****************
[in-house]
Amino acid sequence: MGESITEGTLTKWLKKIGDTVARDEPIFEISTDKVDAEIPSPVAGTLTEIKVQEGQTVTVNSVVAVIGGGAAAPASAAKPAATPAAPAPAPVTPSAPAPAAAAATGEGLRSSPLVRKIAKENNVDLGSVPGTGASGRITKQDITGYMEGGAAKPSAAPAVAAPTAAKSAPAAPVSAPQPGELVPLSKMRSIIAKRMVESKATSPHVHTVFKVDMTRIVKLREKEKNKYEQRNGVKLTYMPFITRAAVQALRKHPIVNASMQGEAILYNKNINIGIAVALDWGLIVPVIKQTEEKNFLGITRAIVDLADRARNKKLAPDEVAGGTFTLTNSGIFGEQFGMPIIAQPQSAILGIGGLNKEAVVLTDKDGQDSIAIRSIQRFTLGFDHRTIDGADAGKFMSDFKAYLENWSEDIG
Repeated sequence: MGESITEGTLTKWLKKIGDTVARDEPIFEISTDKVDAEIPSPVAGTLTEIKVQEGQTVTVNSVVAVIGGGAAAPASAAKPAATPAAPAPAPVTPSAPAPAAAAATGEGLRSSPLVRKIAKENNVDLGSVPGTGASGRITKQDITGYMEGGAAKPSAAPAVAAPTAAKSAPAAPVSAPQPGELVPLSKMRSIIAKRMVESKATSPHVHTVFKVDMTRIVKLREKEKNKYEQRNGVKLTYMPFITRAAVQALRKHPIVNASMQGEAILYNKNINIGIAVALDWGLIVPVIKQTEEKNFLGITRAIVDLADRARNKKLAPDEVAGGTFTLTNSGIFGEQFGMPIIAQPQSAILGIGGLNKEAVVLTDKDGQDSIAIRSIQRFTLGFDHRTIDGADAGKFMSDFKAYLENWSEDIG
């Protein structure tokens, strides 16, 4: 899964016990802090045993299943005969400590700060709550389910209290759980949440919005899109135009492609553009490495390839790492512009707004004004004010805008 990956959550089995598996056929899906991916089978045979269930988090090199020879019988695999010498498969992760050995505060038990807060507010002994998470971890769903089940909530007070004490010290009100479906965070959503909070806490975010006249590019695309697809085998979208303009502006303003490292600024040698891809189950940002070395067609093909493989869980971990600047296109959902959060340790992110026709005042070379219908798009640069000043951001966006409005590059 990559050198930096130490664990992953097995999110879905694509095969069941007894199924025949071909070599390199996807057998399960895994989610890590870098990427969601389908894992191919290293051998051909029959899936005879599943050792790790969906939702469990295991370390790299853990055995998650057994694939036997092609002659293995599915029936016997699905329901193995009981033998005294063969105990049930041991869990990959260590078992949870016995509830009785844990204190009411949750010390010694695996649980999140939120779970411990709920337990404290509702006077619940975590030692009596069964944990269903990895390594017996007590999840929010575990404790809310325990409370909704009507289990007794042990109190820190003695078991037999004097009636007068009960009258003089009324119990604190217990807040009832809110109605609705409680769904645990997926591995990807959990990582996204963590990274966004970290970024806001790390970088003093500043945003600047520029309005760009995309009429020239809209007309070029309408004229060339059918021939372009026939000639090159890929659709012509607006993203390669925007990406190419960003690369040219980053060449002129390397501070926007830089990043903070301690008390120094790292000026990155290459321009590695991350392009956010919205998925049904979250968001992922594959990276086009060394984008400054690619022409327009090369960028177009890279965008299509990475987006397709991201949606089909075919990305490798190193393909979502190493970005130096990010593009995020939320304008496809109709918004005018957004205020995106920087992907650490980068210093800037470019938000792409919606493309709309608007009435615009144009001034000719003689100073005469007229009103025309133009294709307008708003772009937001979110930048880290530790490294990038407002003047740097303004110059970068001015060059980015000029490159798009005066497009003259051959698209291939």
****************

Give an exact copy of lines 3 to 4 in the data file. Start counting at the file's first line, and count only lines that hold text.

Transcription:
Repeated sequence: MGESITEGTLTKWLKKIGDTVARDEPIFEISTDKVDAEIPSPVAGTLTEIKVQEGQTVTVNSVVAVIGGGAAAPASAAKPAATPAAPAPAPVTPSAPAPAAAAATGEGLRSSPLVRKIAKENNVDLGSVPGTGASGRITKQDITGYMEGGAAKPSAAPAVAAPTAAKSAPAAPVSAPQPGELVPLSKMRSIIAKRMVESKATSPHVHTVFKVDMTRIVKLREKEKNKYEQRNGVKLTYMPFITRAAVQALRKHPIVNASMQGEAILYNKNINIGIAVALDWGLIVPVIKQTEEKNFLGITRAIVDLADRARNKKLAPDEVAGGTFTLTNSGIFGEQFGMPIIAQPQSAILGIGGLNKEAVVLTDKDGQDSIAIRSIQRFTLGFDHRTIDGADAGKFMSDFKAYLENWSEDIG
């Protein structure tokens, strides 16, 4: 899964016990802090045993299943005969400590700060709550389910209290759980949440919005899109135009492609553009490495390839790492512009707004004004004010805008 990956959550089995598996056929899906991916089978045979269930988090090199020879019988695999010498498969992760050995505060038990807060507010002994998470971890769903089940909530007070004490010290009100479906965070959503909070806490975010006249590019695309697809085998979208303009502006303003490292600024040698891809189950940002070395067609093909493989869980971990600047296109959902959060340790992110026709005042070379219908798009640069000043951001966006409005590059 990559050198930096130490664990992953097995999110879905694509095969069941007894199924025949071909070599390199996807057998399960895994989610890590870098990427969601389908894992191919290293051998051909029959899936005879599943050792790790969906939702469990295991370390790299853990055995998650057994694939036997092609002659293995599915029936016997699905329901193995009981033998005294063969105990049930041991869990990959260590078992949870016995509830009785844990204190009411949750010390010694695996649980999140939120779970411990709920337990404290509702006077619940975590030692009596069964944990269903990895390594017996007590999840929010575990404790809310325990409370909704009507289990007794042990109190820190003695078991037999004097009636007068009960009258003089009324119990604190217990807040009832809110109605609705409680769904645990997926591995990807959990990582996204963590990274966004970290970024806001790390970088003093500043945003600047520029309005760009995309009429020239809209007309070029309408004229060339059918021939372009026939000639090159890929659709012509607006993203390669925007990406190419960003690369040219980053060449002129390397501070926007830089990043903070301690008390120094790292000026990155290459321009590695991350392009956010919205998925049904979250968001992922594959990276086009060394984008400054690619022409327009090369960028177009890279965008299509990475987006397709991201949606089909075919990305490798190193393909979502190493970005130096990010593009995020939320304008496809109709918004005018957004205020995106920087992907650490980068210093800037470019938000792409919606493309709309608007009435615009144009001034000719003689100073005469007229009103025309133009294709307008708003772009937001979110930048880290530790490294990038407002003047740097303004110059970068001015060059980015000029490159798009005066497009003259051959698209291939």